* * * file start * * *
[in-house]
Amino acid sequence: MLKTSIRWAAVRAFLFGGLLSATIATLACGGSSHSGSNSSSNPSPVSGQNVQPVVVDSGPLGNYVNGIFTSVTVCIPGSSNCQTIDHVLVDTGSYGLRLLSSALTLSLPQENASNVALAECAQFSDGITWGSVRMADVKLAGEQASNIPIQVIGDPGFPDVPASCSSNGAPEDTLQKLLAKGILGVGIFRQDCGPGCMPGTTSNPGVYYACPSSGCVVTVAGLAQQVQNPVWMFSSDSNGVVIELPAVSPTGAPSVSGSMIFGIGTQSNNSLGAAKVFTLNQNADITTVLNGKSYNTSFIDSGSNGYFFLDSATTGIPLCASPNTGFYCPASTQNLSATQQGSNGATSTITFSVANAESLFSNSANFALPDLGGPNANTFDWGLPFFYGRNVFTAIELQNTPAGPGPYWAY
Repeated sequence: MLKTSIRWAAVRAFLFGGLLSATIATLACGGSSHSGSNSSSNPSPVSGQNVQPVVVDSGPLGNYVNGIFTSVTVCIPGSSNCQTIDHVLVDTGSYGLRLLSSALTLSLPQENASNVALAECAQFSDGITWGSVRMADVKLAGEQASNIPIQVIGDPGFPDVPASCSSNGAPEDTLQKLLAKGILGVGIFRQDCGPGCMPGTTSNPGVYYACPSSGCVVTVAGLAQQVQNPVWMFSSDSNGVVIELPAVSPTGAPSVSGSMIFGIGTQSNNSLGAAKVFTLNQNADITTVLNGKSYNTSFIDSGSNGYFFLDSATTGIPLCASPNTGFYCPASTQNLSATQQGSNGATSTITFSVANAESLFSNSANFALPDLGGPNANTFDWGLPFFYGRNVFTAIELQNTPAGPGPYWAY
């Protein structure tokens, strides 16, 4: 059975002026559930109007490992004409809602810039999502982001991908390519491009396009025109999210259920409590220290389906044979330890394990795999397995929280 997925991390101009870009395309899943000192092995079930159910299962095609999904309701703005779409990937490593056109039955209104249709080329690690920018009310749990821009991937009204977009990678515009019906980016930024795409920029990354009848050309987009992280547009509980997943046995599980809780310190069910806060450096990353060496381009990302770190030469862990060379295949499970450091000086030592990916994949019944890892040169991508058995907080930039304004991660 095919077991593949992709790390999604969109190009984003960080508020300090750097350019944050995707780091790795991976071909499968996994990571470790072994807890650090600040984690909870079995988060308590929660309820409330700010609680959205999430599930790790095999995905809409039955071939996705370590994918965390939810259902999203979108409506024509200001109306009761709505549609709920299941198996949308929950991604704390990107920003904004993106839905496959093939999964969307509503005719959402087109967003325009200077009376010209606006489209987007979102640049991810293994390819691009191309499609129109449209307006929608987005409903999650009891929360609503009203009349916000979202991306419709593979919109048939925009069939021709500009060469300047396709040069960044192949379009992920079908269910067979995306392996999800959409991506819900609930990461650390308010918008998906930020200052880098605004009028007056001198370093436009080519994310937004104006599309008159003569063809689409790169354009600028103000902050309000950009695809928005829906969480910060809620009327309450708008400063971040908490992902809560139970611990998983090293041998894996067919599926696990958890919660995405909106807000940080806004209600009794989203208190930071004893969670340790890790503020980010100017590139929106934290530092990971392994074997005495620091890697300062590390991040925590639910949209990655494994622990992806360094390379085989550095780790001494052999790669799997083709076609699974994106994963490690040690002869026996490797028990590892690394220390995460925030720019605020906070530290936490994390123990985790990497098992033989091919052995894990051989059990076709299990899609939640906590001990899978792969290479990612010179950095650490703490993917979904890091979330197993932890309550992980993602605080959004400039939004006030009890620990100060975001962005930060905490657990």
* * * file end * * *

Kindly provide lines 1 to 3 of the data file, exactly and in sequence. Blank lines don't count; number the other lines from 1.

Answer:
[in-house]
Amino acid sequence: MLKTSIRWAAVRAFLFGGLLSATIATLACGGSSHSGSNSSSNPSPVSGQNVQPVVVDSGPLGNYVNGIFTSVTVCIPGSSNCQTIDHVLVDTGSYGLRLLSSALTLSLPQENASNVALAECAQFSDGITWGSVRMADVKLAGEQASNIPIQVIGDPGFPDVPASCSSNGAPEDTLQKLLAKGILGVGIFRQDCGPGCMPGTTSNPGVYYACPSSGCVVTVAGLAQQVQNPVWMFSSDSNGVVIELPAVSPTGAPSVSGSMIFGIGTQSNNSLGAAKVFTLNQNADITTVLNGKSYNTSFIDSGSNGYFFLDSATTGIPLCASPNTGFYCPASTQNLSATQQGSNGATSTITFSVANAESLFSNSANFALPDLGGPNANTFDWGLPFFYGRNVFTAIELQNTPAGPGPYWAY
Repeated sequence: MLKTSIRWAAVRAFLFGGLLSATIATLACGGSSHSGSNSSSNPSPVSGQNVQPVVVDSGPLGNYVNGIFTSVTVCIPGSSNCQTIDHVLVDTGSYGLRLLSSALTLSLPQENASNVALAECAQFSDGITWGSVRMADVKLAGEQASNIPIQVIGDPGFPDVPASCSSNGAPEDTLQKLLAKGILGVGIFRQDCGPGCMPGTTSNPGVYYACPSSGCVVTVAGLAQQVQNPVWMFSSDSNGVVIELPAVSPTGAPSVSGSMIFGIGTQSNNSLGAAKVFTLNQNADITTVLNGKSYNTSFIDSGSNGYFFLDSATTGIPLCASPNTGFYCPASTQNLSATQQGSNGATSTITFSVANAESLFSNSANFALPDLGGPNANTFDWGLPFFYGRNVFTAIELQNTPAGPGPYWAY